[Table 2] shows the sociodemographic characteristics of tramadol-dependent patients. It was found that the main age of onset of starting tramadol abuse was 26.02 ± 12.01 years: 80% of our sample was male and 20% was female; 23% had a positive family history of psychiatric disorders and 25% had a positive family history of substance abuse.
Table 2 Sociodemographic characteristic data of tramadoldependent patients

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[Figure 3] shows that 41% had comorbid psychiatric disorders as follows: 9% suffered from schizophrenic and other psychotic disorders, 6% had anxiety disorders, 4% had obsessive compulsive disorders (OCD) and related disorders,12% had depressive disorders, 1% had bipolar and related disorders, 4% had somatic symptoms and related disorders, and 7% suffered from other diseases (3% feeding and eating disorders, 2% sleep-wake disorders, and 2% sexual dysfunctions).
Figure 3: Comorbid psychiatric disorders among tramadol-dependent patients

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[Figure 4] shows that the severity of tramadol dependence according to the ASI scale was as follows:
Figure 4: The severity of tramadol dependence according to the addiction severity index ( ASI)

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The psychiatric dimension was the most considerable problem in the studied individuals, followed by the family history dimension, the social dimension, the occupational dimension, and the legal dimension. The drug and alcohol dimension and the medical status were the least considerable problems among the various dimensions of the ASI scale.

[Table 3] shows the risk factors to start tramadol abuse as follows: 20% of the patients started tramadol abuse for its pleasurable effect (to improve mood), 19% of the patients for sexual purpose (prolongation of the time of intercourse), 13% to get more power for hard work (to delay the sensation of fatigability), 13% for pain relief, 11% as self-medication to relieve depression, 10% as self-medication to relive anxiety, 9% due to peer pressure, and 5% for other purposes.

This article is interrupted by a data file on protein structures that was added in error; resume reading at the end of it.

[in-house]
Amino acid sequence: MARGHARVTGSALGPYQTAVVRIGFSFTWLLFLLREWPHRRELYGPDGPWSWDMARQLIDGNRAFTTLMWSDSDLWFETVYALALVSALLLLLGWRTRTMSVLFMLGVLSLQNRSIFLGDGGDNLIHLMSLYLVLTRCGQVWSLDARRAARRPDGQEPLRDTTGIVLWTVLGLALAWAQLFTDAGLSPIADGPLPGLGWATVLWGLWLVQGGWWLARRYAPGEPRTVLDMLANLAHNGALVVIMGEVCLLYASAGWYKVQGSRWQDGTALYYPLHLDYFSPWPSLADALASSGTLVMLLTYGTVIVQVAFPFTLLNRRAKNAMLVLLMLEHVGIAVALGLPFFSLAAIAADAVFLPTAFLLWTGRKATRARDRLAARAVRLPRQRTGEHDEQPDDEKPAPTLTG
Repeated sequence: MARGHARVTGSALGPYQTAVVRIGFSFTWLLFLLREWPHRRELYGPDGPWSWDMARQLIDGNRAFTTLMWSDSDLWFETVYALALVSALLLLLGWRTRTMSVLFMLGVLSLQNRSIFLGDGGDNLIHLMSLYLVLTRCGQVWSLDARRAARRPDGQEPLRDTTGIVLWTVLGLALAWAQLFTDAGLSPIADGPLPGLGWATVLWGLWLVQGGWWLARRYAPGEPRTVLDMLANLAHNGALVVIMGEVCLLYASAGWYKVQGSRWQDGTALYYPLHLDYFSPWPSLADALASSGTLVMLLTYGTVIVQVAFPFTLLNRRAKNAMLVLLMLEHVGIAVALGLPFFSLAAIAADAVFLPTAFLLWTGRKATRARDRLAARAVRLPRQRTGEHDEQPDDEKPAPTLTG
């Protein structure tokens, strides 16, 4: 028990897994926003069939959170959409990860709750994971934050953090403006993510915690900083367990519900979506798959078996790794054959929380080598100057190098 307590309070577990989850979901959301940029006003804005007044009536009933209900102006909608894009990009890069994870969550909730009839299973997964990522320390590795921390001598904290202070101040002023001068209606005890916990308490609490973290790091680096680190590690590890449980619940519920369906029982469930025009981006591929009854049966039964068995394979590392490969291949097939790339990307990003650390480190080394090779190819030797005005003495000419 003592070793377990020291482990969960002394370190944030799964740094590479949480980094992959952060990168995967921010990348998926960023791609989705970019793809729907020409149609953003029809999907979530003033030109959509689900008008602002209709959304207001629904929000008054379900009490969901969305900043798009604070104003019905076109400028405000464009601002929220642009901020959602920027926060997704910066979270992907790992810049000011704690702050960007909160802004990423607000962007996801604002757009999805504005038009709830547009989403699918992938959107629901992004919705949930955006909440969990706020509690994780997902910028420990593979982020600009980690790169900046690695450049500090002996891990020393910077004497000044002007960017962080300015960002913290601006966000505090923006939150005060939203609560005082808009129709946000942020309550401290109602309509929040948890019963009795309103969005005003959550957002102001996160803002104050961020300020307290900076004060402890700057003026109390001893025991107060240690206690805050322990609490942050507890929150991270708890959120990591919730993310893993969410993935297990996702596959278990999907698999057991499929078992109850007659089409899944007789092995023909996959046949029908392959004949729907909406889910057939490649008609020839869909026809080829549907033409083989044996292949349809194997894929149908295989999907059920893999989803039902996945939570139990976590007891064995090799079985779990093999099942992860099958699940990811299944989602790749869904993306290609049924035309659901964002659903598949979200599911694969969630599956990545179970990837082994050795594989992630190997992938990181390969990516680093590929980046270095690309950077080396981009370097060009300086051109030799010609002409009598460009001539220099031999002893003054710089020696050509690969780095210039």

Table 3 Risk factors to start tramadol abuse

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[Table 4] shows the relationship between the tramadol dose and the occurrence of seizures; it was found that patients who suffer from seizures as a complication were on a significantly higher dose than those who did not develop seizures.
Table 4 The relationship between the tramadol dose and the occurrence of seizures

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  Discussion Top


In the present study, opioids were the substance of major problem in 43.73% of the substance abusers (tramadol tablets were the substance of major problem in 30.30% of the participants, heroin in 11.72%, and nalbuphine in 1.82%). The present study are consistent with those of Hatata [10] , who found that 61.9% of their participants used opiates, 18.5% used cannabis, 15.8% used sedatives, and 3.9% used alcohol; results of the study of Mohamed et al. [11] showed that opioids were the substance of major problem (in 30% of their participants), especially tramadol tablets. Concerning the sex, 80% were males and 20% were females. The finding raises the following questions: the low number of women in the sample because of the low percentage of drug intake in women or because of the difficulty and the lack of availability of treatment options for women? or because of shame and stigma a woman would encounter if she joins a substance dependence treatment program?

The prevalence of male patients over female patients in this study is consistent with the WHO global survey [12] , which supports the finding that the estimated attributable burden due to illicit use of drugs is 0.8% among men and 2% among women.

The study shows that 53% of the patients were single, 36% were married, 5% divorced, and 6% widowed. Our results were consistent with Abdel-Mohsen et al. [13] , who found that 21.1% of the patients were married, 64.9% were single, and 14% were separated. Forty-three percent of the participants in our study were from the middle socioeconomic level, 28% were from the high socioeconomic level, and 24% were from the low socioeconomic level.

This result is consistent with Abulmagd et al. [14] , who found that 60% of the opioid users were from the middle socioeconomic level, 27% were from the high socioeconomic level, and12.5% were from the high socioeconomic level. Twenty-five percent of our sample had a positive family history of substance abuse; this results are consistent with those of Okasha [15] , who reported that more than one-third of the users' fathers and almost half of their relatives were substance abusers, and this indicates the effect of exposure to drug-related stimuli and the distorted models of fathers and relatives; we also detected the significant role of identification and learning in entering the dilemma of substance abuse.